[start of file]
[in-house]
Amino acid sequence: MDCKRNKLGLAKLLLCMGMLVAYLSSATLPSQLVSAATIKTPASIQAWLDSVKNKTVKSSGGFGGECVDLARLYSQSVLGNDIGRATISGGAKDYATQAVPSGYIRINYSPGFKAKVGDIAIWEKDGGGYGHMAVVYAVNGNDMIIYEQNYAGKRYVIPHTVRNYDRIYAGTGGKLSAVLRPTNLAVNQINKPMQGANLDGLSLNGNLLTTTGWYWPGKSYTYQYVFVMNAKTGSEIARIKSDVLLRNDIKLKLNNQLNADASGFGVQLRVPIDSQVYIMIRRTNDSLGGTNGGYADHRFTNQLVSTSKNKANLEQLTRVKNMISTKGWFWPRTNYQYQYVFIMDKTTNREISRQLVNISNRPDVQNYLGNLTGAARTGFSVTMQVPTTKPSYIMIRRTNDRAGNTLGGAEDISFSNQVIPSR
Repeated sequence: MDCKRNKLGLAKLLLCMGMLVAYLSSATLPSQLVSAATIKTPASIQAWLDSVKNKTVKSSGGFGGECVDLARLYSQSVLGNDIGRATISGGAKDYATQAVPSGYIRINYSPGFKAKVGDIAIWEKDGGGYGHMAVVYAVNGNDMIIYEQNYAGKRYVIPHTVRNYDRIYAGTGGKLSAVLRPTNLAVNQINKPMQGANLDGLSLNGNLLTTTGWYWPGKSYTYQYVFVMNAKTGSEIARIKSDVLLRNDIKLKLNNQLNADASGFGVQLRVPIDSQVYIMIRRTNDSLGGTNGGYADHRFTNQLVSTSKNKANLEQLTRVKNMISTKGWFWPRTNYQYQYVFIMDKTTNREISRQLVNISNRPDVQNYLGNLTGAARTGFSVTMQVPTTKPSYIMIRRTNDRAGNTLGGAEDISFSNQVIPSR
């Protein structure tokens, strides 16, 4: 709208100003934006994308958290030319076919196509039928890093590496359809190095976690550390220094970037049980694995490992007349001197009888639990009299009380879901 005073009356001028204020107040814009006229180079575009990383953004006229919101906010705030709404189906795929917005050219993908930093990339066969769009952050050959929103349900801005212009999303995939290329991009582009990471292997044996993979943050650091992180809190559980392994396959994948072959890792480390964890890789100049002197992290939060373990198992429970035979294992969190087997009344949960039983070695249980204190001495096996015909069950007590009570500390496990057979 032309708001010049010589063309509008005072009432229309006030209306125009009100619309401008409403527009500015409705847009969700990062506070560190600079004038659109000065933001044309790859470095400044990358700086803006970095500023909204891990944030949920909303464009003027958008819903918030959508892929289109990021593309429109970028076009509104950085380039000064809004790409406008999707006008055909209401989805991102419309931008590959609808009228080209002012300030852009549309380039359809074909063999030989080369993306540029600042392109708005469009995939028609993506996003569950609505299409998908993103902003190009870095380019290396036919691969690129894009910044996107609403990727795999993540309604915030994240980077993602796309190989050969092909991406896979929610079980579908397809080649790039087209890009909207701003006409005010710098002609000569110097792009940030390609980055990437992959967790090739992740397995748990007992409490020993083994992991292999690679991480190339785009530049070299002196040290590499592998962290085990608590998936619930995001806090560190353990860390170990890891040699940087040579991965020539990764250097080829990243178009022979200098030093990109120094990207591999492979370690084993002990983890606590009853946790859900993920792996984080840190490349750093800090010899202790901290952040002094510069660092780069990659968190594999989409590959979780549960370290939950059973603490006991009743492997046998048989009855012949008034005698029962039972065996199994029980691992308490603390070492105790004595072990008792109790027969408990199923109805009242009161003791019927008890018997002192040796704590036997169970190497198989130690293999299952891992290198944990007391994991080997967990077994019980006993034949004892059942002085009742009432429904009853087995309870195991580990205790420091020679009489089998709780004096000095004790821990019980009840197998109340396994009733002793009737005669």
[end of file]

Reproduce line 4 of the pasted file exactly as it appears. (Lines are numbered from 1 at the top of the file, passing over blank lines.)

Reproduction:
């Protein structure tokens, strides 16, 4: 709208100003934006994308958290030319076919196509039928890093590496359809190095976690550390220094970037049980694995490992007349001197009888639990009299009380879901 005073009356001028204020107040814009006229180079575009990383953004006229919101906010705030709404189906795929917005050219993908930093990339066969769009952050050959929103349900801005212009999303995939290329991009582009990471292997044996993979943050650091992180809190559980392994396959994948072959890792480390964890890789100049002197992290939060373990198992429970035979294992969190087997009344949960039983070695249980204190001495096996015909069950007590009570500390496990057979 032309708001010049010589063309509008005072009432229309006030209306125009009100619309401008409403527009500015409705847009969700990062506070560190600079004038659109000065933001044309790859470095400044990358700086803006970095500023909204891990944030949920909303464009003027958008819903918030959508892929289109990021593309429109970028076009509104950085380039000064809004790409406008999707006008055909209401989805991102419309931008590959609808009228080209002012300030852009549309380039359809074909063999030989080369993306540029600042392109708005469009995939028609993506996003569950609505299409998908993103902003190009870095380019290396036919691969690129894009910044996107609403990727795999993540309604915030994240980077993602796309190989050969092909991406896979929610079980579908397809080649790039087209890009909207701003006409005010710098002609000569110097792009940030390609980055990437992959967790090739992740397995748990007992409490020993083994992991292999690679991480190339785009530049070299002196040290590499592998962290085990608590998936619930995001806090560190353990860390170990890891040699940087040579991965020539990764250097080829990243178009022979200098030093990109120094990207591999492979370690084993002990983890606590009853946790859900993920792996984080840190490349750093800090010899202790901290952040002094510069660092780069990659968190594999989409590959979780549960370290939950059973603490006991009743492997046998048989009855012949008034005698029962039972065996199994029980691992308490603390070492105790004595072990008792109790027969408990199923109805009242009161003791019927008890018997002192040796704590036997169970190497198989130690293999299952891992290198944990007391994991080997967990077994019980006993034949004892059942002085009742009432429904009853087995309870195991580990205790420091020679009489089998709780004096000095004790821990019980009840197998109340396994009733002793009737005669």